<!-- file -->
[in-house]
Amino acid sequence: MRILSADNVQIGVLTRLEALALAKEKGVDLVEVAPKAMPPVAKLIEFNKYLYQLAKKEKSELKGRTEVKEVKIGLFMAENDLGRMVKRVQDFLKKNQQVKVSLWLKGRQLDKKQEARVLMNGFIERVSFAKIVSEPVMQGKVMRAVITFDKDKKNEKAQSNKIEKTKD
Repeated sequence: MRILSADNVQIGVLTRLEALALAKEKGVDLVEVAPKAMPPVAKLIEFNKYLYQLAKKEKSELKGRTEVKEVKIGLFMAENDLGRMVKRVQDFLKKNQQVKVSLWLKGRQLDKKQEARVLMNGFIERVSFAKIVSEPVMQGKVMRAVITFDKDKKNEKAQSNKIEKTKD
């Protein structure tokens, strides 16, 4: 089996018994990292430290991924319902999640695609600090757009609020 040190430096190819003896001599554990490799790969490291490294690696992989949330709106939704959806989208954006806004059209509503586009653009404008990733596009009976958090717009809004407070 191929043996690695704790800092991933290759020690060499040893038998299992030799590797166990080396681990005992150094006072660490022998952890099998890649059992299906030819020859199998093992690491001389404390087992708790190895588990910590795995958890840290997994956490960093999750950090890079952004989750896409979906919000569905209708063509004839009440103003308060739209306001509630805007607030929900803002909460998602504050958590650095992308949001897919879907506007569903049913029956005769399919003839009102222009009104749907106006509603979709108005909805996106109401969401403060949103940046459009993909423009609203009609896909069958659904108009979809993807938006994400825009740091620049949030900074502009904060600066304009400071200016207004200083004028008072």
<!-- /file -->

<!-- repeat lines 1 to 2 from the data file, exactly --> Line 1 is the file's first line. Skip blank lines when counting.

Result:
[in-house]
Amino acid sequence: MRILSADNVQIGVLTRLEALALAKEKGVDLVEVAPKAMPPVAKLIEFNKYLYQLAKKEKSELKGRTEVKEVKIGLFMAENDLGRMVKRVQDFLKKNQQVKVSLWLKGRQLDKKQEARVLMNGFIERVSFAKIVSEPVMQGKVMRAVITFDKDKKNEKAQSNKIEKTKD